Food Market Act proceeds to Parliament – food market ombudsman to have a strong role
On 13 September 2018, the Government submitted to Parliament a government proposal for a Food Market Act. The Act is set to enter into force on 1 January 2019 and its objective is to improve the functionality of food markets and protect operators in vulnerable positions in the food production chain. A food market ombudsman will be appointed to monitor food commerce.
The Act would ensure that producers have access to agreements on the sales of agricultural produce in writing. The Act also aims to prevent entrepreneurs in the agricultural produce and foodstuffs trade from implementing unreasonable terms and conditions or methods that go against good market practices or are otherwise unfair to the other parties involved. The Food Market Act would also lay down provisions on a food market ombudsman who would be in charge of monitoring compliance with the requirements and prohibitions detailed in the Act.
“The ombudsman to be established in the Act will be able to intervene in cases of unfair practices in the food production chain. I believe this will even out the food production playing field. It’s great that we are now getting a long-awaited external authority and that they will have strong authorisation to defend those in weaker positions in the food production chain,” comments Minister of Agriculture and Forestry Jari Leppä.
If the food market ombudsman observes that an entrepreneur has engaged in illegal operations, the ombudsman’s task would be to negotiate with the entrepreneur in question to persuade them to cease their illegal practices. The ombudsman could determine whether the entrepreneur in question has complied with the written form and minimum requirements of the contract and, if necessary, could issue a notice or public warning on the matter. Additionally, the ombudsman could appeal to the Market Court to obtain a prohibition against unfair conduct towards other entrepreneurs and issue a notice of a conditional fine for such conduct. The ombudsman could also issue recommendations, statements and proposals concerning the food production chain, and provide information and advice to food production operators about good business practices.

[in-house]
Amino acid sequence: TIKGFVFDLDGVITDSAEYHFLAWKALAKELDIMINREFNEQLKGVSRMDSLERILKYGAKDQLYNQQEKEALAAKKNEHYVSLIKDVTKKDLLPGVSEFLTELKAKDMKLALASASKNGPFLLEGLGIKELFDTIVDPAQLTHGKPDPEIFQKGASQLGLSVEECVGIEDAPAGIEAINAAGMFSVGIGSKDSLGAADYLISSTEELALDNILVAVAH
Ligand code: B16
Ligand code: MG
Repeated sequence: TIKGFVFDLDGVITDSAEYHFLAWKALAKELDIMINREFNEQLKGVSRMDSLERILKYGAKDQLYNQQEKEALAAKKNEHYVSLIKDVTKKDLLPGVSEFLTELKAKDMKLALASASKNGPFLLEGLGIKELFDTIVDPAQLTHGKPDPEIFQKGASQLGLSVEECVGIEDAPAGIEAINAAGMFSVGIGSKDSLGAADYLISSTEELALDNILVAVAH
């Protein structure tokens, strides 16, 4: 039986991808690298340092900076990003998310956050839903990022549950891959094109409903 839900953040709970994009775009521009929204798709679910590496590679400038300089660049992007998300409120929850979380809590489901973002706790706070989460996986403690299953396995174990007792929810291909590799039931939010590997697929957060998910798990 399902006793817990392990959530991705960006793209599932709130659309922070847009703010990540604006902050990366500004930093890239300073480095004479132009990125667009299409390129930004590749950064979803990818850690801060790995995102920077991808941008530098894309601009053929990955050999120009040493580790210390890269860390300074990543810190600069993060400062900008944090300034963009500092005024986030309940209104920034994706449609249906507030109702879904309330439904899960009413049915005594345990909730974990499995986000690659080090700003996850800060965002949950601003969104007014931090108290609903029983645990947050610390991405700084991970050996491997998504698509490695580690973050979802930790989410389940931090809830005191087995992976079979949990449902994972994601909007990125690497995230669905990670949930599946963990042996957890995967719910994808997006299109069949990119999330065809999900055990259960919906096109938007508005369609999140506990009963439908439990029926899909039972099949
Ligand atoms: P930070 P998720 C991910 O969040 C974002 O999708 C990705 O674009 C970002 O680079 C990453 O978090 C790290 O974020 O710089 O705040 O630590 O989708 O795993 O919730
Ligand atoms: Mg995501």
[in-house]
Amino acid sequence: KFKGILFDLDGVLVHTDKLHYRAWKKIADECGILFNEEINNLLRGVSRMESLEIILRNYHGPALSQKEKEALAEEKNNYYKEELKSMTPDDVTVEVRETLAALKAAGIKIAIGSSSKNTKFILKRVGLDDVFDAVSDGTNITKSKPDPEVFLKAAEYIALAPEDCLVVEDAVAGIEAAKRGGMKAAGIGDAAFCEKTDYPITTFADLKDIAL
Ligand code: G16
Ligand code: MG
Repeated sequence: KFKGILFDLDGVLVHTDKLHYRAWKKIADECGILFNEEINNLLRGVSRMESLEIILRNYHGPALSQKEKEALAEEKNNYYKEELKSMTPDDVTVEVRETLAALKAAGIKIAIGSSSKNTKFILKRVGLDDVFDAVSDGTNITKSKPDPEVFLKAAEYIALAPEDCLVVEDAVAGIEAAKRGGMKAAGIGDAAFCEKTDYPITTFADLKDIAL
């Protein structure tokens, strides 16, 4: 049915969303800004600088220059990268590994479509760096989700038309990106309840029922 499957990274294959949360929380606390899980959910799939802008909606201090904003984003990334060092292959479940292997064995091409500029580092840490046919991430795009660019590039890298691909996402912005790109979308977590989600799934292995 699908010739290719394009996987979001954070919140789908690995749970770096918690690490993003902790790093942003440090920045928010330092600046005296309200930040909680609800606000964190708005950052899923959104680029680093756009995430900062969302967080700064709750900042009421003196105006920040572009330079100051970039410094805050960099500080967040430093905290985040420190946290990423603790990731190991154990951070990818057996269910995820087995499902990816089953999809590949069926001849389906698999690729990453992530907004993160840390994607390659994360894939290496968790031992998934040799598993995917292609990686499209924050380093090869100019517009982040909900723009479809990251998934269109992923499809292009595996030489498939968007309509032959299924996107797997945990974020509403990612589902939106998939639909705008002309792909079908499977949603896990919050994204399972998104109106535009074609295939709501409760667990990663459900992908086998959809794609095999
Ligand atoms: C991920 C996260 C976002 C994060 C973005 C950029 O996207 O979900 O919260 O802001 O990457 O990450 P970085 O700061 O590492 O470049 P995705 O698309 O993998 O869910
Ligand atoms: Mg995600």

Consultation with the Board of Trading Practices in the Food Supply Chain to be laid down in the Act
Based on the request for comments, the cooperation between the ombudsman and the existing self-regulatory body was strengthened so that prior to issuing recommendations, the ombudsman must request a statement from the self-regulatory body of the food supply chain. In practice, this is the Board of Trading Practices in the Food Supply Chain, which operates in connection with the Finland Chamber of Commerce.
The position of Food Market Ombudsman would be established under the Finnish Food Authority in the beginning of 2019. The establishment of the public post and office is estimated to cost around EUR 500,000 in 2019. The government proposal for the Food Market Act is included in the 2019 budget proposal and will be discussed in that context.
The Act is expected to increase the likelihood that the main terms and conditions will be established in written contracts, reduce the risks of activities that go against good business practices and improve the functionality of food markets. In the early stages of implementation of the new Act, the formalisation of written contracts and their documentation will increase costs for those operators whose current contracts do not correspond to the requirements laid down in the Act. It is expected that the regulatory control laid down in the Act will function primarily as a preventive measure against illegal activities.
Inquiries at the Ministry of Agriculture and Forestry:
Risto Lahti, Special Adviser to the Minister, tel. +358 50 565 0424
Minna-Mari Kaila, Director General, tel. +358 40 775 6060, minna-mari.kaila(at)mmm.fi
Aku-Petteri Korhonen, Senior Ministerial Adviser, tel. +358 50 318 8948, aku-petteri.korhonen(at)mmm.fi